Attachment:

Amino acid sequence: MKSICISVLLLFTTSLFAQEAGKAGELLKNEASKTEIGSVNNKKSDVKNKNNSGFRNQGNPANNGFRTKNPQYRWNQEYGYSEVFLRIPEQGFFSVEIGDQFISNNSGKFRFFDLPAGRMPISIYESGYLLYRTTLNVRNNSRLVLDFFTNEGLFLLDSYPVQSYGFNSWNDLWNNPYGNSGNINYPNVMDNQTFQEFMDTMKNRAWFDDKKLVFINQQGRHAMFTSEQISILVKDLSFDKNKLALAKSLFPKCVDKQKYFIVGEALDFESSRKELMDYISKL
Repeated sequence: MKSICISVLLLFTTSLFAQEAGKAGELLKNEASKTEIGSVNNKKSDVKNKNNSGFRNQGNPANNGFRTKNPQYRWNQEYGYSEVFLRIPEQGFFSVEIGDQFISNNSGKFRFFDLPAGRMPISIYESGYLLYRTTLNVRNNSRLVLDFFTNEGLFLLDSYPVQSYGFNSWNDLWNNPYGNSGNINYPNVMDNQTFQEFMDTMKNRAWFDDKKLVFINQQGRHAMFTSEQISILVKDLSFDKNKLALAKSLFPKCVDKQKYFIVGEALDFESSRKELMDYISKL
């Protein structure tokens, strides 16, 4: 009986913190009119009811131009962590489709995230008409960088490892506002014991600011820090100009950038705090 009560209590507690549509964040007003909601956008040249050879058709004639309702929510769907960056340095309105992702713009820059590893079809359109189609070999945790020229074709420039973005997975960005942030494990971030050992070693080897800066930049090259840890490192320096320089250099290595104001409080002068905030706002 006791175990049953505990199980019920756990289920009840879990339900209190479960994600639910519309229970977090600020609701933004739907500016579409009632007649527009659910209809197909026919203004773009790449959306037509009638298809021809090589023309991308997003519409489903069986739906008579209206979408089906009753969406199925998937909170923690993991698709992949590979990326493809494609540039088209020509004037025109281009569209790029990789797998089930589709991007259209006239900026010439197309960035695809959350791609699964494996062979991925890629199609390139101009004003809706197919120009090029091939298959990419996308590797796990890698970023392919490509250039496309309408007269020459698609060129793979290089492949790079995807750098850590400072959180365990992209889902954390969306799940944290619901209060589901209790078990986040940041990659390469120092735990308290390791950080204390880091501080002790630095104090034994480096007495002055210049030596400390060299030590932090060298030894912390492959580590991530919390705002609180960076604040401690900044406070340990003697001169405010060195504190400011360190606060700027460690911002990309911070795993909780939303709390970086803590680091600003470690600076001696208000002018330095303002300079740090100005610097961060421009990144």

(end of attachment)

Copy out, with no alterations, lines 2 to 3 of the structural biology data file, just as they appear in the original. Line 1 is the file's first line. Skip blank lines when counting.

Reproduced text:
Repeated sequence: MKSICISVLLLFTTSLFAQEAGKAGELLKNEASKTEIGSVNNKKSDVKNKNNSGFRNQGNPANNGFRTKNPQYRWNQEYGYSEVFLRIPEQGFFSVEIGDQFISNNSGKFRFFDLPAGRMPISIYESGYLLYRTTLNVRNNSRLVLDFFTNEGLFLLDSYPVQSYGFNSWNDLWNNPYGNSGNINYPNVMDNQTFQEFMDTMKNRAWFDDKKLVFINQQGRHAMFTSEQISILVKDLSFDKNKLALAKSLFPKCVDKQKYFIVGEALDFESSRKELMDYISKL
């Protein structure tokens, strides 16, 4: 009986913190009119009811131009962590489709995230008409960088490892506002014991600011820090100009950038705090 009560209590507690549509964040007003909601956008040249050879058709004639309702929510769907960056340095309105992702713009820059590893079809359109189609070999945790020229074709420039973005997975960005942030494990971030050992070693080897800066930049090259840890490192320096320089250099290595104001409080002068905030706002 006791175990049953505990199980019920756990289920009840879990339900209190479960994600639910519309229970977090600020609701933004739907500016579409009632007649527009659910209809197909026919203004773009790449959306037509009638298809021809090589023309991308997003519409489903069986739906008579209206979408089906009753969406199925998937909170923690993991698709992949590979990326493809494609540039088209020509004037025109281009569209790029990789797998089930589709991007259209006239900026010439197309960035695809959350791609699964494996062979991925890629199609390139101009004003809706197919120009090029091939298959990419996308590797796990890698970023392919490509250039496309309408007269020459698609060129793979290089492949790079995807750098850590400072959180365990992209889902954390969306799940944290619901209060589901209790078990986040940041990659390469120092735990308290390791950080204390880091501080002790630095104090034994480096007495002055210049030596400390060299030590932090060298030894912390492959580590991530919390705002609180960076604040401690900044406070340990003697001169405010060195504190400011360190606060700027460690911002990309911070795993909780939303709390970086803590680091600003470690600076001696208000002018330095303002300079740090100005610097961060421009990144």